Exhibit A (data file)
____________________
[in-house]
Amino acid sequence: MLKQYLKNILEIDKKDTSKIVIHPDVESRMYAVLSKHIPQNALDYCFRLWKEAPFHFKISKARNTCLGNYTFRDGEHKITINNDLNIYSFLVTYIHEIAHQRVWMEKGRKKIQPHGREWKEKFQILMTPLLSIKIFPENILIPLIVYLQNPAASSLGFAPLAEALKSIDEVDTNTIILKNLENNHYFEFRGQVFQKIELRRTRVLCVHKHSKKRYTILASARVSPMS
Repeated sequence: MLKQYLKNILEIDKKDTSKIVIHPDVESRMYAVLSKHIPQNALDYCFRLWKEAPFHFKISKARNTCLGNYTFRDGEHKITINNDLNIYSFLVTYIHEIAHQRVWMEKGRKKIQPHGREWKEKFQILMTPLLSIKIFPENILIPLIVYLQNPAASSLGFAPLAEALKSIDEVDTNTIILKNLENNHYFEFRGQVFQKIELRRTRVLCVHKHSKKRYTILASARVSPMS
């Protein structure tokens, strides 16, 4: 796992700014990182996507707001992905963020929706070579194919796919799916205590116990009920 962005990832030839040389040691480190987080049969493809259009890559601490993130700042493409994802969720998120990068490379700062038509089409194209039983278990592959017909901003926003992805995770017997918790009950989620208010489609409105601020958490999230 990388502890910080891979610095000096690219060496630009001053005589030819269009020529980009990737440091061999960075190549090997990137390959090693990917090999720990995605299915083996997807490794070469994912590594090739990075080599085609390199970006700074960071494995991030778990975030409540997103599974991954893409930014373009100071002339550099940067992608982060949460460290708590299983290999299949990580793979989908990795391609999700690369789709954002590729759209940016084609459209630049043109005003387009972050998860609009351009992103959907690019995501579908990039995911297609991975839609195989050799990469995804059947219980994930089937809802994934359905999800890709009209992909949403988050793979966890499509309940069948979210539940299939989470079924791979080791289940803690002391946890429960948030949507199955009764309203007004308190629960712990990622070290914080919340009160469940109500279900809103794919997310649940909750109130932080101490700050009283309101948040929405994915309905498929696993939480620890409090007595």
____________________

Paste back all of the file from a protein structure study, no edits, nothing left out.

[in-house]
Amino acid sequence: MLKQYLKNILEIDKKDTSKIVIHPDVESRMYAVLSKHIPQNALDYCFRLWKEAPFHFKISKARNTCLGNYTFRDGEHKITINNDLNIYSFLVTYIHEIAHQRVWMEKGRKKIQPHGREWKEKFQILMTPLLSIKIFPENILIPLIVYLQNPAASSLGFAPLAEALKSIDEVDTNTIILKNLENNHYFEFRGQVFQKIELRRTRVLCVHKHSKKRYTILASARVSPMS
Repeated sequence: MLKQYLKNILEIDKKDTSKIVIHPDVESRMYAVLSKHIPQNALDYCFRLWKEAPFHFKISKARNTCLGNYTFRDGEHKITINNDLNIYSFLVTYIHEIAHQRVWMEKGRKKIQPHGREWKEKFQILMTPLLSIKIFPENILIPLIVYLQNPAASSLGFAPLAEALKSIDEVDTNTIILKNLENNHYFEFRGQVFQKIELRRTRVLCVHKHSKKRYTILASARVSPMS
């Protein structure tokens, strides 16, 4: 796992700014990182996507707001992905963020929706070579194919796919799916205590116990009920 962005990832030839040389040691480190987080049969493809259009890559601490993130700042493409994802969720998120990068490379700062038509089409194209039983278990592959017909901003926003992805995770017997918790009950989620208010489609409105601020958490999230 990388502890910080891979610095000096690219060496630009001053005589030819269009020529980009990737440091061999960075190549090997990137390959090693990917090999720990995605299915083996997807490794070469994912590594090739990075080599085609390199970006700074960071494995991030778990975030409540997103599974991954893409930014373009100071002339550099940067992608982060949460460290708590299983290999299949990580793979989908990795391609999700690369789709954002590729759209940016084609459209630049043109005003387009972050998860609009351009992103959907690019995501579908990039995911297609991975839609195989050799990469995804059947219980994930089937809802994934359905999800890709009209992909949403988050793979966890499509309940069948979210539940299939989470079924791979080791289940803690002391946890429960948030949507199955009764309203007004308190629960712990990622070290914080919340009160469940109500279900809103794919997310649940909750109130932080101490700050009283309101948040929405994915309905498929696993939480620890409090007595």